About six years ago, Alex Rodriguez was the best player in baseball, possibly one of the best of all-time. So it’s kind of sad, and somewhat mind-boggling, that he’s now nothing more than a headache. When you use steroids, then cop to it and give anti-steroid talks to kids, and then cheat again — as A-Rod reportedly has done at the Biogenesis lab over the last few years — you can understand why Yankees GM Brian Cashman told him to “shut the f— up” a few weeks ago, when A-Rod was tweeting the results of his rehab without the team’s knowledge.
A-Rod is a migraine, and apparently, the Yankees would like to get rid of him. This off-season, when the latest performance-enhancing drug accusations against A-Rod went public, the team reportedly looked into ways to void his contract. If Bud Selig hands down a hefty suspension for Rodriguez, as he reportedly will, the Yankees front office may start popping champagne bottles, as if the team just won another World Series.
Now, the A-Rod/Yankees marriage has taken an almost comedic turn. A-Rod was supposed to return to the Yankees lineup this week, but the team announced he had a left quadriceps strain. Rodriguez got a second opinion, and the doctor told New York sports-radio station WFAN that Rodriguez was just fine. Of course, the doctor who shared his opinion had previously been reprimanded by the state of New Jersey for failing to “adequately ensure proper patient treatment involving the prescribing of hormones, including steroids.” Wouldn’t be an A-Rod drama without a bizarre twist like this.
In response, Cashman noted that “contrary to the [MLB collective bargaining agreement], Mr. Rodriguez did not notify us at any time that he was seeking a second opinion from any doctor with regard to his quad strain.” Yup, the GM of the team paying Rodriguez $28 million this season referred to A-Rod as “Mr. Rodriguez,” like he barely knows the guy. Right now, Cashman obviously wishes he didn’t.
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On Thursday, WFAN host Mike Francesa asked Rodriguez if he trusted the Yankees. “I’d rather not get into that,” he replied. Which means, in no uncertain terms, that he doesn’t. The Yankees reportedly will attempt to discipline Rodriguez for seeking the second opinion without their knowledge. “I feel great and I’m ready and want to be in the lineup Friday night,” Rodriguez said on Thursday. Not so fast, say the Yankees: he’ll either play a rehab or simulated game on August 1, and go from there. And on and on.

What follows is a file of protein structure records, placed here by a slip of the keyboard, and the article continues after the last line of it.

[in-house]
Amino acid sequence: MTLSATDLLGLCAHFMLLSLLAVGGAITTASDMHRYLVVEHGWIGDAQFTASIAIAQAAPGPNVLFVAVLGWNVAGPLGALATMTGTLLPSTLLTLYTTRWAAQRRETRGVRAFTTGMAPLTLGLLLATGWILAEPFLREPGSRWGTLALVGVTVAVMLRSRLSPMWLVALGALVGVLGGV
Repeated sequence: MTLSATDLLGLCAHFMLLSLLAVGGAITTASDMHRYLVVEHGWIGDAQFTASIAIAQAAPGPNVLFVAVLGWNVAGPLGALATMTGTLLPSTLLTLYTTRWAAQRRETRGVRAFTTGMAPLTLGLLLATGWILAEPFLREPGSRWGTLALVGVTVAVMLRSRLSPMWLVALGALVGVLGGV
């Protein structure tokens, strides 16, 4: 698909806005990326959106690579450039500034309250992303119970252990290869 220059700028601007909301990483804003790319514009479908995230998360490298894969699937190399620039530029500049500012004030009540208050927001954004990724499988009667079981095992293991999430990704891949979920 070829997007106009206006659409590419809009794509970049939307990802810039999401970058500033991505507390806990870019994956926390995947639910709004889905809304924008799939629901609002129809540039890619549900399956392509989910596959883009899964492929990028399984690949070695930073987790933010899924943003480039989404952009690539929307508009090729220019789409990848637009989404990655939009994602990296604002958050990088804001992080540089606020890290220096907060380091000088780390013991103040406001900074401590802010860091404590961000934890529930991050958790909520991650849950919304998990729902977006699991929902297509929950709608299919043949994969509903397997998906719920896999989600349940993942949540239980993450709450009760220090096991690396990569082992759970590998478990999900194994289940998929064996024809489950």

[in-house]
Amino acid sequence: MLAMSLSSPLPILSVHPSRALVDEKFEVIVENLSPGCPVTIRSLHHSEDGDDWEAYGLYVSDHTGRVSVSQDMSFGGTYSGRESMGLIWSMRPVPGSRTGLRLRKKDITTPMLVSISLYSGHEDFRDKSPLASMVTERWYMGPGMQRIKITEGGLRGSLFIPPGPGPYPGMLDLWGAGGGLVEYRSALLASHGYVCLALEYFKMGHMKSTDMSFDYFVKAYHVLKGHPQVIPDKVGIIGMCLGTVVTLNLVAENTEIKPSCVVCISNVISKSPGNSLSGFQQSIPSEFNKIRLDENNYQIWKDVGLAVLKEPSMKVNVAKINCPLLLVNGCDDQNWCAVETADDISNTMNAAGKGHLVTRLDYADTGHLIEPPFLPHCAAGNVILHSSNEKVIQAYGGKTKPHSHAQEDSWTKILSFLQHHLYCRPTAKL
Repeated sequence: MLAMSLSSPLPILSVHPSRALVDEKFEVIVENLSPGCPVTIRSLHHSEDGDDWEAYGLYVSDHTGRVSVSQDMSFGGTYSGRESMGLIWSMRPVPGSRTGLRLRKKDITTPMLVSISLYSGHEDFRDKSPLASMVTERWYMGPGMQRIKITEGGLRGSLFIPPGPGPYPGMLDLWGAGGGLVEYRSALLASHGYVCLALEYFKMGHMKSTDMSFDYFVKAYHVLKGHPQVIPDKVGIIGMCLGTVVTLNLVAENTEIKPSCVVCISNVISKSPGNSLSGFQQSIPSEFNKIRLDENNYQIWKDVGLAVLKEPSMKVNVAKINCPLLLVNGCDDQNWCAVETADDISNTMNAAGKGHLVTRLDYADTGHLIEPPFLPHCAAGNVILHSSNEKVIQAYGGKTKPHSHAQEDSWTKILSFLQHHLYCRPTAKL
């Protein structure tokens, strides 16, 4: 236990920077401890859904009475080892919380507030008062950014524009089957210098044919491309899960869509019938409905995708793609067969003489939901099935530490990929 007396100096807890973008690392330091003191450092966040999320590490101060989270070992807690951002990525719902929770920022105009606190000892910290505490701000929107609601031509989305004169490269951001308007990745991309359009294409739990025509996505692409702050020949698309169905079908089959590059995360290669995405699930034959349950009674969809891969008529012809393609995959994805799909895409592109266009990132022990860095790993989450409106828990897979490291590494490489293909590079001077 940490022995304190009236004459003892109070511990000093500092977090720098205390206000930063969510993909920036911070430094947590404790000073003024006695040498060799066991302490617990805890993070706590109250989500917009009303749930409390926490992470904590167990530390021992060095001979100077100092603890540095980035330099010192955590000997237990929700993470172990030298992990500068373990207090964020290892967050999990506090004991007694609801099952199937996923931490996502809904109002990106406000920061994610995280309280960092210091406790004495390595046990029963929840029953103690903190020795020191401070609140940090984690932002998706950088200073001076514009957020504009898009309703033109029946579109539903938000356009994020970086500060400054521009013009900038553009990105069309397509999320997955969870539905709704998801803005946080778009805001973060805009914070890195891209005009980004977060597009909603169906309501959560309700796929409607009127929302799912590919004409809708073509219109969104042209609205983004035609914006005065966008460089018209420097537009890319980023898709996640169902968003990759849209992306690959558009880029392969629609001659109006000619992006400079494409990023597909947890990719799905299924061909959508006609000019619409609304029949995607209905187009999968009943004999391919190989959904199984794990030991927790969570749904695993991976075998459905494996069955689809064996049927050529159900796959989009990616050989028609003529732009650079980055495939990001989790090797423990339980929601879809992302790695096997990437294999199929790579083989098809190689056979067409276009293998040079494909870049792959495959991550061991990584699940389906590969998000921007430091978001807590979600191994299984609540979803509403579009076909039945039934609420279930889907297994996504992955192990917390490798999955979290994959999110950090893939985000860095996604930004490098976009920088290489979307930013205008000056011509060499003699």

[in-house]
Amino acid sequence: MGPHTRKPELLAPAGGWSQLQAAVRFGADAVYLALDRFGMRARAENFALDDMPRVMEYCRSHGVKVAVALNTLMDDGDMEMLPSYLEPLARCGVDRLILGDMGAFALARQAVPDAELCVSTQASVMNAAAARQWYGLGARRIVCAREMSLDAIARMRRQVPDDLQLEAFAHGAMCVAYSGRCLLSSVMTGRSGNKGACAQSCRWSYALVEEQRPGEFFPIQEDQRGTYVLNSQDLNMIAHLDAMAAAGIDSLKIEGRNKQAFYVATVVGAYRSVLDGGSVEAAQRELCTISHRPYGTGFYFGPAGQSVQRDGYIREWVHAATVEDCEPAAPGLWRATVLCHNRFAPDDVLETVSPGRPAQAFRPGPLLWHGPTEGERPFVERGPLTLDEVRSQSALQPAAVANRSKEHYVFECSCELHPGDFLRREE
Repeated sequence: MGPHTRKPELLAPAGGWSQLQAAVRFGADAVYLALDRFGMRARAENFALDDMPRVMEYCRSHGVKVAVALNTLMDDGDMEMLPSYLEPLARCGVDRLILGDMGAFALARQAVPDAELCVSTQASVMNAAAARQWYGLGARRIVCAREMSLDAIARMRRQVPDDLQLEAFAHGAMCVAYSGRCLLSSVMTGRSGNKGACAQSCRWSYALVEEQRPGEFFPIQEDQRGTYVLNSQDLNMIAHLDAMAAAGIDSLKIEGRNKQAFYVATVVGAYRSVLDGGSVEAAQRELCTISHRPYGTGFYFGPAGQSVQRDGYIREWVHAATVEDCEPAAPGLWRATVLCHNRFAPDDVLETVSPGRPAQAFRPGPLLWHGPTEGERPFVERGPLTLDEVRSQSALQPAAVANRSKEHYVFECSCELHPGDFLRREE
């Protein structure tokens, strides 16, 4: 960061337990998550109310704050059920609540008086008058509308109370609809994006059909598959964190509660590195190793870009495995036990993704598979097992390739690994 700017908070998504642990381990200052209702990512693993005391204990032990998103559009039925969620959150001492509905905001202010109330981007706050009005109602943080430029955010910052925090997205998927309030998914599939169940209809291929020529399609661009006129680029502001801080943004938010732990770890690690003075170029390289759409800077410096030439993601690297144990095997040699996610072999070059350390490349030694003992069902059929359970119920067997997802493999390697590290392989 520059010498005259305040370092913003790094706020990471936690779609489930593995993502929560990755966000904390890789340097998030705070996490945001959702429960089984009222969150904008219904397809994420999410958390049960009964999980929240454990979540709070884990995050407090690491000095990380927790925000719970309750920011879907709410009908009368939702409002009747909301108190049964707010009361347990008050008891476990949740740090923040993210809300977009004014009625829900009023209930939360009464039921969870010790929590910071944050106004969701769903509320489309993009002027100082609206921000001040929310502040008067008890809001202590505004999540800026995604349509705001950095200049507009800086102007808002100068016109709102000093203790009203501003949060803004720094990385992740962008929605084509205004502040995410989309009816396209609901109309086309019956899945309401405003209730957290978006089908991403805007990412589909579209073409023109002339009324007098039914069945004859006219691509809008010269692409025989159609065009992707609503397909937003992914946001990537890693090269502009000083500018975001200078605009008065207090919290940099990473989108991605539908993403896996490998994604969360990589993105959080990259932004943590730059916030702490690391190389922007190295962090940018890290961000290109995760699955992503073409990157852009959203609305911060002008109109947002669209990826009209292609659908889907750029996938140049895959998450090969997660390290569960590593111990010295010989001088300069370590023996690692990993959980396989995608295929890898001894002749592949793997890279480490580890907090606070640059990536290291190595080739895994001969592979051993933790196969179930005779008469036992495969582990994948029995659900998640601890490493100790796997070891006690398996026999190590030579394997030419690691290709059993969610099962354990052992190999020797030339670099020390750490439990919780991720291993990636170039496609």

The Yankees are currently 54-48, and 2 1/2 games behind the Baltimore Orioles in the American League Wild Card race. They started Brent Lillibridge at third base Thursday night. Unless his thigh is absolutely crushed — and it probably isn’t — the team has every baseball incentive to get A-Rod back in the lineup ASAP. Financially, keeping A-Rod off the field makes sense; insurance covers 80% of the $28 million salary if he’s declared physically unable to play this season. Keeping him away also limits the PED distractions — though A-Rod distractions seem to find the Yankees whether he’s playing third base in the Bronx, or on a rehab assignment in Moosic, Pa.
Neither side comes off swell in this dispute. But it’s not A-Rod’s fault the Yankees signed him to a 10-year, $275 million contract back in 2007. Even though Rodriguez was coming off a 54 home-run season, he was still 32-years old, meaning that there was a very good chance he’d break down toward the back-end of the contract. He has; injuries have forced him to miss chunks of the three previous seasons, and a bad hip has kept him sidelined all of this year. Rodriguez was outstanding during the 2009 postseason, when the Yankees won the World Series, so the team, and its fans, have gotten something out of the deal. But $275 million is a pretty steep price for one championship.
The Yankees, however, need to deal with him. Honor the contract, face the consequences. Sure, the Yanks likely didn’t know about A-Rod’s steroid use when they signed him. But a deal is a deal. You signed him to play, let him play. While making $28 million, A-Rod isn’t exactly what you’d call a “working man.” But as long as he’s permitted on a baseball field, the Yanks have no right to stiff him.
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